const myResource = await home .follow('next') // This might be a html5 document .follow('author') // This might be a HAL document .follow('about') // This might be a JSON:API document

All of these will now be seamless regardless of which format any of these hops used, only when you get() and put() the format is relevant again.

A lot of help in getting this right came from JSON:API community members such as Gabe Sullice and Ethan Resnick. If you’re interested in the full discussion about how JSON:API maps to HATEOAS read the Github issue.

go() function

Not every endpoint will have every appropriate link to another resource. Sometimes you just have to work with what you have, and fetch a resource yourself.

The go() function is a function that exists on a resource and simply gives you a new resource based on the url you passed. The url can be relative and will be resolved based on the ‘current’ resource.

const anotherResource = resource.go('?q=hello'); Resource is generic

If you use typescript with this package, it might be desirable to have some typing.

Adding good support for this will be an ongoing process, but as a first step the Resource class is now generic.

This means that you can define a function such as:

function foo(): Resource<MyBodyType> { // ... }

Typescript will then use MyBodyType as the type that will be returned from get() and refresh() and will demand that the value passed to put() has this type.

By default this is any.

I think this is a decent first step, but I also imagine this will have to continue to evolve.

esModuleInterop is false

The Typescript build now has esModuleInterop off. Apparently keeping it set to true caused anyone who uses the library and has this setting set to false to get errors.

So in order to not force people to change this setting, esModuleInterop is now off, which means the library will work regardless of your own preference.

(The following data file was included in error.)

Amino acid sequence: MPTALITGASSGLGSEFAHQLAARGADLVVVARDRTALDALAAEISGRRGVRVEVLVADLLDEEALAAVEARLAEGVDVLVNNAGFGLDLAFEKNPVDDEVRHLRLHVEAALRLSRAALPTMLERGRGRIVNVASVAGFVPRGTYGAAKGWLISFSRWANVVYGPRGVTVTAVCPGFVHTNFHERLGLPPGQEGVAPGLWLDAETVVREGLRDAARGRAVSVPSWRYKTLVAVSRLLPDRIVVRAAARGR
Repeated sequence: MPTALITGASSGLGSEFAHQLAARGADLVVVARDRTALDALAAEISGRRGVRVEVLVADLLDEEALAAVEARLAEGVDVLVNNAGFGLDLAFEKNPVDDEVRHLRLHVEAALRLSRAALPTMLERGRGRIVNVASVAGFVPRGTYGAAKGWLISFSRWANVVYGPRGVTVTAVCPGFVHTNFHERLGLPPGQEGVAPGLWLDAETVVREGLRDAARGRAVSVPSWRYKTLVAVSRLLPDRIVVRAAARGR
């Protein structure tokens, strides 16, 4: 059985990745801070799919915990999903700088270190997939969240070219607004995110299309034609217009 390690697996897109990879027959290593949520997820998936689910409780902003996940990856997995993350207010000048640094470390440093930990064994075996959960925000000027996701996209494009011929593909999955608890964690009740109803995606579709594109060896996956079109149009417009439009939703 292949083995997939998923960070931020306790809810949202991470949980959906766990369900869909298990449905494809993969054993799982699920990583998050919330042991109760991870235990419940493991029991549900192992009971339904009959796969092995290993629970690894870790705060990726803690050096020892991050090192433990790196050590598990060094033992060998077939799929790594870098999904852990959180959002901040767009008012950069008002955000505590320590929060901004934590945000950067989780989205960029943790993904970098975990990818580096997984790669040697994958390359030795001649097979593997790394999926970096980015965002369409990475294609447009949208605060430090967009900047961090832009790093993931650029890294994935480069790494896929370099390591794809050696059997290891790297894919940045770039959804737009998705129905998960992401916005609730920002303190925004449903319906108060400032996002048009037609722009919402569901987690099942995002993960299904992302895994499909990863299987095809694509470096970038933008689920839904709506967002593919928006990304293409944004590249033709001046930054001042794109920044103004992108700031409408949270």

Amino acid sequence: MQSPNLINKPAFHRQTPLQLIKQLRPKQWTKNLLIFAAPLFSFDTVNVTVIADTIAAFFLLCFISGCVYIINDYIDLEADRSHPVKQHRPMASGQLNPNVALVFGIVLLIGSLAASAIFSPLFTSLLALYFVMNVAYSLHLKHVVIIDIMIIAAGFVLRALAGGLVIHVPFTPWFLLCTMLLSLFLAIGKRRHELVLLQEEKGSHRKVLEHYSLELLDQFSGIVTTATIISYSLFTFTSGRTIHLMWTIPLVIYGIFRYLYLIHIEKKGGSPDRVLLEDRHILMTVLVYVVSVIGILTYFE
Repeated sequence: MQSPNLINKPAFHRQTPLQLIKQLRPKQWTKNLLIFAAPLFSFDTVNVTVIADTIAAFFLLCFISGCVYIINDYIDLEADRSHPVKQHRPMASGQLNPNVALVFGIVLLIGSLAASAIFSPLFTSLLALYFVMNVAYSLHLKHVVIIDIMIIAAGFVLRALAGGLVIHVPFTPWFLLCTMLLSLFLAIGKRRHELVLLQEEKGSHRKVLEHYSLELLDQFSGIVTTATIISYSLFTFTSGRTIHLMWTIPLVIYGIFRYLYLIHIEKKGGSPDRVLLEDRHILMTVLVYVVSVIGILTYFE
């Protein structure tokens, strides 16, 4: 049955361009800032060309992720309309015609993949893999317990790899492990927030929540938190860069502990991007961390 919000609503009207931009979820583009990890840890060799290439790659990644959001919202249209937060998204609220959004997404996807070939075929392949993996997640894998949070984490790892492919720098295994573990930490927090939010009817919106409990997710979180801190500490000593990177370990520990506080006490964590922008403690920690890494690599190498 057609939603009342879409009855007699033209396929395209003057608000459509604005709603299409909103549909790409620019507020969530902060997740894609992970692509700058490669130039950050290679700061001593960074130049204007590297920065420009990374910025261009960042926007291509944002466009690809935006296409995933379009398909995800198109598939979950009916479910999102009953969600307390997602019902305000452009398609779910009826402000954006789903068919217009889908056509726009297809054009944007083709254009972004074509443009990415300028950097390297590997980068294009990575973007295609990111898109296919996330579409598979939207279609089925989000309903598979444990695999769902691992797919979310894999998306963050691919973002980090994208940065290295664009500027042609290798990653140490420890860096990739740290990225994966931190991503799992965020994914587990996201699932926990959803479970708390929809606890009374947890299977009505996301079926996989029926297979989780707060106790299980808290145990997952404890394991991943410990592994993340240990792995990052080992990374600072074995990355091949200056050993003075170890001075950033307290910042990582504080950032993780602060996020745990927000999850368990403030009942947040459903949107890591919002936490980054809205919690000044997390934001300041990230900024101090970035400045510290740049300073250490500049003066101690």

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Liaqat Andrabi: Webinar: Banking on Postgres – Financial Application Considerations [Follow up]

planet postgresql - 2019-01-31(木) 00:34:37

The demand for PostgreSQL within the financial industry has been rapidly increasing in the recent years; mainly due to reduction in licensing costs, better choice of open source tools, and the robust enterprise features that PostgreSQL provides.

2ndQuadrant hosted the “Banking on Postgres” webinar to discuss attributes of financial databases based on Postgres, configuration processes, hardware needs, availability, backups, and more.

The webinar was presented by Shaun Thomas, Principal Consultant at 2ndQuadrant. Those who weren’t able to attend the live event can now view the recording here.

For any questions or comments regarding Postgres-BDR, please send an email to info@2ndQuadrant.com.

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Pavel Stehule: plpgsql_check - new report for code coverage ratio calculation

planet postgresql - 2019-01-30(水) 18:11:00
Few months ago I integrated a profiler into plpgsql_check.

The result of prifiling is line oriented:

postgres=# select lineno, avg_time, source from plpgsql_profiler_function_tb('fx(int)');
│ lineno │ avg_time │ source │
│ 1 │ │ │
│ 2 │ │ declare result int = 0; │
│ 3 │ 0.075 │ begin │
│ 4 │ 0.202 │ for i in 1..$1 loop │
│ 5 │ 0.005 │ select result + i into result; select result + i into result; │
│ 6 │ │ end loop; │
│ 7 │ 0 │ return result; │
│ 8 │ │ end; │
(9 rows)

This format is well readable, but it is not practical for calculation of code coverage metrics. So this week I wrote new function, that produce
report based on commands:

CREATE OR REPLACE FUNCTION public.fx1(a integer)
RETURNS integer
LANGUAGE plpgsql
1 AS $function$
2 begin
3 if a > 10 then
4 raise notice 'ahoj';
5 return -1;
6 else
7 raise notice 'nazdar';
8 return 1;
9 end if;
10 end;
11 $function$

postgres=# select stmtid, parent_stmtid, parent_note, lineno, exec_stmts, stmtname
from plpgsql_profiler_function_statements_tb('fx1');
│ stmtid │ parent_stmtid │ parent_note │ lineno │ exec[...]
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php[tek] 2019

php.net - 2019-01-30(水) 02:59:31
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409 Conflict

planet PHP - 2019-01-30(水) 00:00:00

409 Conflict is used in cases where the HTTP request was valid, but the current state of the server prevents it from being executed.

This is useful for APIs. A few hypothetical examples:

  1. A user wants to add a file to a folder, but the folder doesn’t exist yet.
  2. Amazon S3 uses it when you try to delete a bucket that’s not empty.
  3. You’re creating a new blog post, but it refers to a category that was deleted.